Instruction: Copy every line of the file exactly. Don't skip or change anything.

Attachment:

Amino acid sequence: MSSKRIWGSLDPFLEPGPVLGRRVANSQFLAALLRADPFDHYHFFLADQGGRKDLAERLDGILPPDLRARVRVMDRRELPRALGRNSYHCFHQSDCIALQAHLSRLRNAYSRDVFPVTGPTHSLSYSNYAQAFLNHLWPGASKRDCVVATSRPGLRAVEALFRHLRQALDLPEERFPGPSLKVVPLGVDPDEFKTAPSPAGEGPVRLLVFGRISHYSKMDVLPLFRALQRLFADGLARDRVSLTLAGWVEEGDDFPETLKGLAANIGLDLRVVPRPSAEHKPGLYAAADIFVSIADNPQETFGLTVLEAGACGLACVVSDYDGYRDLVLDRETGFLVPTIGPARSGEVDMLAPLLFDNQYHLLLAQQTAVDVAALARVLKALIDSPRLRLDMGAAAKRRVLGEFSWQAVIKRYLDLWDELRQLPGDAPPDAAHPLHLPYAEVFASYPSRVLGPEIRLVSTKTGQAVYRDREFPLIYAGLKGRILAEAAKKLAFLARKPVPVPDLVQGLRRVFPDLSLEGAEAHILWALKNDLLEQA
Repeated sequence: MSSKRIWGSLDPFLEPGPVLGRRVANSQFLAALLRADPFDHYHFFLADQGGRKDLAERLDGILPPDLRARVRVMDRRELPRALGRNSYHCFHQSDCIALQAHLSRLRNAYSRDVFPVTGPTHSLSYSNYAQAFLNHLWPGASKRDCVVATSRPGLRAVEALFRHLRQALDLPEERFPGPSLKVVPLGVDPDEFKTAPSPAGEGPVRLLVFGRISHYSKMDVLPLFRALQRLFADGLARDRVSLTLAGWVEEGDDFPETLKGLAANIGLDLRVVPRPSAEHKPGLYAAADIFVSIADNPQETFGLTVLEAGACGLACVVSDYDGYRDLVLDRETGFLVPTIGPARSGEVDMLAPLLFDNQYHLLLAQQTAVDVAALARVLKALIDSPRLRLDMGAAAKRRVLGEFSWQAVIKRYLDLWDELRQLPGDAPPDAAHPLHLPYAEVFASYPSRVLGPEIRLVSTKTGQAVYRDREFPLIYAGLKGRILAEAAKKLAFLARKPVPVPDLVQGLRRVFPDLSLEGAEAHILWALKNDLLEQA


Amino acid sequence: MSSKRIWGSLDPFLEPGPVLGRRVANSQFLAALLRADPFDHYHFFLADQGGRKDLAERLDGILPPDLRARVRVMDRRELPRALGRNSYHCFHQSDCIALQAHLSRLRNAYSRDVFPVTGPTHSLSYSNYAQAFLNHLWPGASKRDCVVATSRPGLRAVEALFRHLRQALDLPEERFPGPSLKVVPLGVDPDEFKTAPSPAGEGPVRLLVFGRISHYSKMDVLPLFRALQRLFADGLARDRVSLTLAGWVEEGDDFPETLKGLAANIGLDLRVVPRPSAEHKPGLYAAADIFVSIADNPQETFGLTVLEAGACGLACVVSDYDGYRDLVLDRETGFLVPTIGPARSGEVDMLAPLLFDNQYHLLLAQQTAVDVAALARVLKALIDSPRLRLDMGAAAKRRVLGEFSWQAVIKRYLDLWDELRQLPGDAPPDAAHPLHLPYAEVFASYPSRVLGPEIRLVSTKTGQAVYRDREFPLIYAGLKGRILAEAAKKLAFLARKPVPVPDLVQGLRRVFPDLSLEGAEAHILWALKNDLLEQA
Repeated sequence: MSSKRIWGSLDPFLEPGPVLGRRVANSQFLAALLRADPFDHYHFFLADQGGRKDLAERLDGILPPDLRARVRVMDRRELPRALGRNSYHCFHQSDCIALQAHLSRLRNAYSRDVFPVTGPTHSLSYSNYAQAFLNHLWPGASKRDCVVATSRPGLRAVEALFRHLRQALDLPEERFPGPSLKVVPLGVDPDEFKTAPSPAGEGPVRLLVFGRISHYSKMDVLPLFRALQRLFADGLARDRVSLTLAGWVEEGDDFPETLKGLAANIGLDLRVVPRPSAEHKPGLYAAADIFVSIADNPQETFGLTVLEAGACGLACVVSDYDGYRDLVLDRETGFLVPTIGPARSGEVDMLAPLLFDNQYHLLLAQQTAVDVAALARVLKALIDSPRLRLDMGAAAKRRVLGEFSWQAVIKRYLDLWDELRQLPGDAPPDAAHPLHLPYAEVFASYPSRVLGPEIRLVSTKTGQAVYRDREFPLIYAGLKGRILAEAAKKLAFLARKPVPVPDLVQGLRRVFPDLSLEGAEAHILWALKNDLLEQA